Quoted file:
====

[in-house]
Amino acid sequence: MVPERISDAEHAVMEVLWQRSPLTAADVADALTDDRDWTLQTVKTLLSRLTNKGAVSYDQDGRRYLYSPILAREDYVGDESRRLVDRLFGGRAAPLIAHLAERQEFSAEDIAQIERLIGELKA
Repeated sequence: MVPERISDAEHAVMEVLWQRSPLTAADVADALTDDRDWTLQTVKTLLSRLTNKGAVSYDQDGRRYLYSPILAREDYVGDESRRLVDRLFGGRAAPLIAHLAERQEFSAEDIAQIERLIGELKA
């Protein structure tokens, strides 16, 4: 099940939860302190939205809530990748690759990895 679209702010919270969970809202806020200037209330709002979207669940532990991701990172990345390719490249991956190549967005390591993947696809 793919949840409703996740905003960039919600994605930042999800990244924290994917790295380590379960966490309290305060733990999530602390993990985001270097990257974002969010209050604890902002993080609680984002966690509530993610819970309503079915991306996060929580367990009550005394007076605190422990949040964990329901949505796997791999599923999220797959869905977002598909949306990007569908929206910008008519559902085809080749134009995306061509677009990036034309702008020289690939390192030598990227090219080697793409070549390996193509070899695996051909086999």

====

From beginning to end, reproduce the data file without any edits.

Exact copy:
[in-house]
Amino acid sequence: MVPERISDAEHAVMEVLWQRSPLTAADVADALTDDRDWTLQTVKTLLSRLTNKGAVSYDQDGRRYLYSPILAREDYVGDESRRLVDRLFGGRAAPLIAHLAERQEFSAEDIAQIERLIGELKA
Repeated sequence: MVPERISDAEHAVMEVLWQRSPLTAADVADALTDDRDWTLQTVKTLLSRLTNKGAVSYDQDGRRYLYSPILAREDYVGDESRRLVDRLFGGRAAPLIAHLAERQEFSAEDIAQIERLIGELKA
């Protein structure tokens, strides 16, 4: 099940939860302190939205809530990748690759990895 679209702010919270969970809202806020200037209330709002979207669940532990991701990172990345390719490249991956190549967005390591993947696809 793919949840409703996740905003960039919600994605930042999800990244924290994917790295380590379960966490309290305060733990999530602390993990985001270097990257974002969010209050604890902002993080609680984002966690509530993610819970309503079915991306996060929580367990009550005394007076605190422990949040964990329901949505796997791999599923999220797959869905977002598909949306990007569908929206910008008519559902085809080749134009995306061509677009990036034309702008020289690939390192030598990227090219080697793409070549390996193509070899695996051909086999």